With Olympic athletes trying to get in to the UK, and Julian Assange trying to slip out, one might ask “how hard is it to get political asylum these days?” US and EU immigration statistics suggest several hundred thousand people receive visas based on political considerations each year.
Here are the most recent numbers for the European Union, where France gets the most applications for asylum status most years. According to the EU’s number crunching service, Eurostat, just over a quarter million people received visas to live in the common market’s countries last year, with the largest numbers coming from Afghanistan, Russia, Serbia, Iraq and Somalia, in that order. Applications from former Yugoslav states were up over the previous year, while applications from Zimbabwe, Somalia, Georgia, Iraq and Nigeria were down. A majority were male and under thirty-five, and a lot were kids:
Out of each 20 asylum applicants in the EU-27 in 2010, on average close to 6 were minors, of which 1 was unaccompanied, 10 were young adults aged between 18 and 34 years and the remaining 4 persons were aged 35 and older (see Table 2). An unaccompanied minor is a person below the age of 18 who arrives on the territory of a Member State unaccompanied by an adult responsible for them or a minor who is left unaccompanied after having entered the territory of a Member State. Out of the 71 350 asylum applicants in the EU-27 who were minors in 2010, some 10 700 (excluding the Czech Republic) were unaccompanied.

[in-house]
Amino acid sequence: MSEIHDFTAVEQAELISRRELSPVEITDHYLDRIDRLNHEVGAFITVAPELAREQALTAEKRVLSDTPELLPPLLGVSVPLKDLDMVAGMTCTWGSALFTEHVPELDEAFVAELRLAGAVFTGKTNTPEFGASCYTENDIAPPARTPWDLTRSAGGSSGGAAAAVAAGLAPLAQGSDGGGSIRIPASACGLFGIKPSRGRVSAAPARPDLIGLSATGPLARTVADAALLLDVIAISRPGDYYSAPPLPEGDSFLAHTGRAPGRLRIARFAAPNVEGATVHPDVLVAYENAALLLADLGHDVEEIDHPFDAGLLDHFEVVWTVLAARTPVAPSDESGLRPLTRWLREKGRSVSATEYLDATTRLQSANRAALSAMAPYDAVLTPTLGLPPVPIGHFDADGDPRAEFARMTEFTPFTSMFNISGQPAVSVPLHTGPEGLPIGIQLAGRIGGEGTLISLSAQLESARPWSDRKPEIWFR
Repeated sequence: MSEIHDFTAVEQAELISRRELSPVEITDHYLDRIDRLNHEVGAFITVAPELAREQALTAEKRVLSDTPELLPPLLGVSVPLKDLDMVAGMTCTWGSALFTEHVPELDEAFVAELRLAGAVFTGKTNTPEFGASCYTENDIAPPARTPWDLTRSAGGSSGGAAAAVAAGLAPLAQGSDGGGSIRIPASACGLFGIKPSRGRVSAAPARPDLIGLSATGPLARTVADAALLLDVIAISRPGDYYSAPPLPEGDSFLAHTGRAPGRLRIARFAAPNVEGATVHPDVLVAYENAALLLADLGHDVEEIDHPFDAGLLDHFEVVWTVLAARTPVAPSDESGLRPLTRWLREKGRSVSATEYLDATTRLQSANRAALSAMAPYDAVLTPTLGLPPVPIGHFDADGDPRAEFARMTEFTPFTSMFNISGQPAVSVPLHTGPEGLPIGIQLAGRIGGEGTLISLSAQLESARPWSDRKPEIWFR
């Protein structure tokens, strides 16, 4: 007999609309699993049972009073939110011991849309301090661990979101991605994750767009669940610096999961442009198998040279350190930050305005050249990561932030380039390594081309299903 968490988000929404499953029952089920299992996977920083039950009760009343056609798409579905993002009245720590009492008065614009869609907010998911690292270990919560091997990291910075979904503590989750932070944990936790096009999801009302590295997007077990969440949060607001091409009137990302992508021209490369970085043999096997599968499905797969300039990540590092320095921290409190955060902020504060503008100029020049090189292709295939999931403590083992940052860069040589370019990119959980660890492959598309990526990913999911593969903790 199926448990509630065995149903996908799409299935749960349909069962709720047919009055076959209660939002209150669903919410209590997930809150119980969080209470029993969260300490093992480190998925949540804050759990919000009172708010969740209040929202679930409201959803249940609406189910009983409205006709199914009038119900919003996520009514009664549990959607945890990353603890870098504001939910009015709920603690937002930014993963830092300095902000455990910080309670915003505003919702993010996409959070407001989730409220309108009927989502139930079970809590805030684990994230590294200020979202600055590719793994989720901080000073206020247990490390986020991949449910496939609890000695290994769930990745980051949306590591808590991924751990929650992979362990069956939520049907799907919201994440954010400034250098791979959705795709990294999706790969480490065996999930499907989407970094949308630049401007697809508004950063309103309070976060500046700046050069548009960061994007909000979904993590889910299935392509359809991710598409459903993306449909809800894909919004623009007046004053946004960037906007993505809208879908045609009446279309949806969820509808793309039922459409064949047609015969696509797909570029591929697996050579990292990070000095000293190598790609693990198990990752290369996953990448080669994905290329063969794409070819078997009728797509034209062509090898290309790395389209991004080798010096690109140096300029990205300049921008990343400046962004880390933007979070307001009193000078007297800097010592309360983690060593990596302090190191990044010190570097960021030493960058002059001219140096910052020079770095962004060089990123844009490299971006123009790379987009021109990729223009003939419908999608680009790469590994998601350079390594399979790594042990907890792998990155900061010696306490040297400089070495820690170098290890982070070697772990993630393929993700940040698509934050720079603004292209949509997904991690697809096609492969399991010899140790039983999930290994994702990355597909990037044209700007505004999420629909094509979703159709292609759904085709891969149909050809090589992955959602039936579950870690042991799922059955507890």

The US program falls not under the Immigration and Naturalization Service but under the Department of Homeland Security, which releases an “Annual Flow Report” each May. According to the 2012 edition, the US admitted about a fifth as many refugees as the Eurozone last year, 56,384 persons according to the DHS statement, with the leading nationalities being Burma, Bhutan and Iraq.
Of those, 24,988 received asylum, and the rest refugee status (asylum status means you are already in the US and ask to stay; refugee status means you are abroad and hope to arrive. A helpful primer is here.) Among the asylum group, about half were granted what’s called “defensive” asylum, which comes from the Justice Department, and means you got caught trying to enter the US without proper papers, but “were found to have a credible fear of persecution or torture by an Asylum Officer.”
The somewhat vague grammar of that phrase probably isn’t intentional. It may suggest what it’s like to wait for a verdict from Justice, under what is apparently called, with admirable but scary directness, the Credible Fear Screening process.